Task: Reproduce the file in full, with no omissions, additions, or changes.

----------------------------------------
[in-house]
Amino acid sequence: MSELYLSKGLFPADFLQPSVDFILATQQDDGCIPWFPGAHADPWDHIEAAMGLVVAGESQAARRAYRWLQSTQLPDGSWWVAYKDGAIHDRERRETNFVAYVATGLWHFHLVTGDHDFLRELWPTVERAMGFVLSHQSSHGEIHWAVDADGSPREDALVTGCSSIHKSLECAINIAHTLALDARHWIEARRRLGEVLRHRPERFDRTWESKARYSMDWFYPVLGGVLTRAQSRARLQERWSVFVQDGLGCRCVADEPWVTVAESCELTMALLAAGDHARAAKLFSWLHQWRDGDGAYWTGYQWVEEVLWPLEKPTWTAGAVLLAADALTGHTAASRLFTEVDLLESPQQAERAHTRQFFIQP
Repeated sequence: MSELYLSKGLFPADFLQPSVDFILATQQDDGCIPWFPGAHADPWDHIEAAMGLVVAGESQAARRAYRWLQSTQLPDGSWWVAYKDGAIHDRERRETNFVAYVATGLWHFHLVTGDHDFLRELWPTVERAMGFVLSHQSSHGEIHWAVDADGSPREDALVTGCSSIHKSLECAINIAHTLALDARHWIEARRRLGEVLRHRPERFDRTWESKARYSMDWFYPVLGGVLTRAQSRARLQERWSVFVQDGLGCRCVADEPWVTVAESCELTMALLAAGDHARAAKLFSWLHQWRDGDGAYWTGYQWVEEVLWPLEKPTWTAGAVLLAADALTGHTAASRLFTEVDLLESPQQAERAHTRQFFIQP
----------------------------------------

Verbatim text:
[in-house]
Amino acid sequence: MSELYLSKGLFPADFLQPSVDFILATQQDDGCIPWFPGAHADPWDHIEAAMGLVVAGESQAARRAYRWLQSTQLPDGSWWVAYKDGAIHDRERRETNFVAYVATGLWHFHLVTGDHDFLRELWPTVERAMGFVLSHQSSHGEIHWAVDADGSPREDALVTGCSSIHKSLECAINIAHTLALDARHWIEARRRLGEVLRHRPERFDRTWESKARYSMDWFYPVLGGVLTRAQSRARLQERWSVFVQDGLGCRCVADEPWVTVAESCELTMALLAAGDHARAAKLFSWLHQWRDGDGAYWTGYQWVEEVLWPLEKPTWTAGAVLLAADALTGHTAASRLFTEVDLLESPQQAERAHTRQFFIQP
Repeated sequence: MSELYLSKGLFPADFLQPSVDFILATQQDDGCIPWFPGAHADPWDHIEAAMGLVVAGESQAARRAYRWLQSTQLPDGSWWVAYKDGAIHDRERRETNFVAYVATGLWHFHLVTGDHDFLRELWPTVERAMGFVLSHQSSHGEIHWAVDADGSPREDALVTGCSSIHKSLECAINIAHTLALDARHWIEARRRLGEVLRHRPERFDRTWESKARYSMDWFYPVLGGVLTRAQSRARLQERWSVFVQDGLGCRCVADEPWVTVAESCELTMALLAAGDHARAAKLFSWLHQWRDGDGAYWTGYQWVEEVLWPLEKPTWTAGAVLLAADALTGHTAASRLFTEVDLLESPQQAERAHTRQFFIQP